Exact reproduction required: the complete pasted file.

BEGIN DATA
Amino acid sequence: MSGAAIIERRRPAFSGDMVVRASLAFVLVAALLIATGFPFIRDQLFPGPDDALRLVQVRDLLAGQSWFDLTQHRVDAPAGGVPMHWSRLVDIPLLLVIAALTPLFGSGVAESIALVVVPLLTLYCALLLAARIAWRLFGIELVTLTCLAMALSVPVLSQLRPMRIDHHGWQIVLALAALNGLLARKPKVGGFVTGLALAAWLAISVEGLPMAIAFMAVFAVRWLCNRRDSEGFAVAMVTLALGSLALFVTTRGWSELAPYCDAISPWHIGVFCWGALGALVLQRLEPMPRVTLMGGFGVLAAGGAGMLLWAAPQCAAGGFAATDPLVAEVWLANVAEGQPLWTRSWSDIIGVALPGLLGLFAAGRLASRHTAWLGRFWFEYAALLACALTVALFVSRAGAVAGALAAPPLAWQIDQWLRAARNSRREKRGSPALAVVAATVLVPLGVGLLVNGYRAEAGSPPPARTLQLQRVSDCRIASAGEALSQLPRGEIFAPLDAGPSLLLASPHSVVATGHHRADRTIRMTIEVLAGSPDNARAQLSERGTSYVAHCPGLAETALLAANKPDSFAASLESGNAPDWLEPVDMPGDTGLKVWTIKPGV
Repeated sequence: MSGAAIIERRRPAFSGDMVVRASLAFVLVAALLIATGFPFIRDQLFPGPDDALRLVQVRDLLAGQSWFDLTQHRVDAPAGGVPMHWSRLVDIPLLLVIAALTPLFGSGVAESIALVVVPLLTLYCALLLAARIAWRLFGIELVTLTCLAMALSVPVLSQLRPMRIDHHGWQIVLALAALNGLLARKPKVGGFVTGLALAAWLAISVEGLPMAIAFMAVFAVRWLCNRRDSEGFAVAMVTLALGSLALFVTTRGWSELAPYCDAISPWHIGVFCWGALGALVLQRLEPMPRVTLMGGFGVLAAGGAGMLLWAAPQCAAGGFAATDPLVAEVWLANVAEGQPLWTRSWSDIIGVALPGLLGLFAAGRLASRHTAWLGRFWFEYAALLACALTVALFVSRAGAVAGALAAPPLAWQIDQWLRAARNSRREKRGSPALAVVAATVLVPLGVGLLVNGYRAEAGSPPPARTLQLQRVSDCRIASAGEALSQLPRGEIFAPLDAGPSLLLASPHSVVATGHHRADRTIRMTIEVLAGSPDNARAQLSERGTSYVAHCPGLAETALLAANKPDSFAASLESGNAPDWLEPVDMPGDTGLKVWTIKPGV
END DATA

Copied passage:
Amino acid sequence: MSGAAIIERRRPAFSGDMVVRASLAFVLVAALLIATGFPFIRDQLFPGPDDALRLVQVRDLLAGQSWFDLTQHRVDAPAGGVPMHWSRLVDIPLLLVIAALTPLFGSGVAESIALVVVPLLTLYCALLLAARIAWRLFGIELVTLTCLAMALSVPVLSQLRPMRIDHHGWQIVLALAALNGLLARKPKVGGFVTGLALAAWLAISVEGLPMAIAFMAVFAVRWLCNRRDSEGFAVAMVTLALGSLALFVTTRGWSELAPYCDAISPWHIGVFCWGALGALVLQRLEPMPRVTLMGGFGVLAAGGAGMLLWAAPQCAAGGFAATDPLVAEVWLANVAEGQPLWTRSWSDIIGVALPGLLGLFAAGRLASRHTAWLGRFWFEYAALLACALTVALFVSRAGAVAGALAAPPLAWQIDQWLRAARNSRREKRGSPALAVVAATVLVPLGVGLLVNGYRAEAGSPPPARTLQLQRVSDCRIASAGEALSQLPRGEIFAPLDAGPSLLLASPHSVVATGHHRADRTIRMTIEVLAGSPDNARAQLSERGTSYVAHCPGLAETALLAANKPDSFAASLESGNAPDWLEPVDMPGDTGLKVWTIKPGV
Repeated sequence: MSGAAIIERRRPAFSGDMVVRASLAFVLVAALLIATGFPFIRDQLFPGPDDALRLVQVRDLLAGQSWFDLTQHRVDAPAGGVPMHWSRLVDIPLLLVIAALTPLFGSGVAESIALVVVPLLTLYCALLLAARIAWRLFGIELVTLTCLAMALSVPVLSQLRPMRIDHHGWQIVLALAALNGLLARKPKVGGFVTGLALAAWLAISVEGLPMAIAFMAVFAVRWLCNRRDSEGFAVAMVTLALGSLALFVTTRGWSELAPYCDAISPWHIGVFCWGALGALVLQRLEPMPRVTLMGGFGVLAAGGAGMLLWAAPQCAAGGFAATDPLVAEVWLANVAEGQPLWTRSWSDIIGVALPGLLGLFAAGRLASRHTAWLGRFWFEYAALLACALTVALFVSRAGAVAGALAAPPLAWQIDQWLRAARNSRREKRGSPALAVVAATVLVPLGVGLLVNGYRAEAGSPPPARTLQLQRVSDCRIASAGEALSQLPRGEIFAPLDAGPSLLLASPHSVVATGHHRADRTIRMTIEVLAGSPDNARAQLSERGTSYVAHCPGLAETALLAANKPDSFAASLESGNAPDWLEPVDMPGDTGLKVWTIKPGV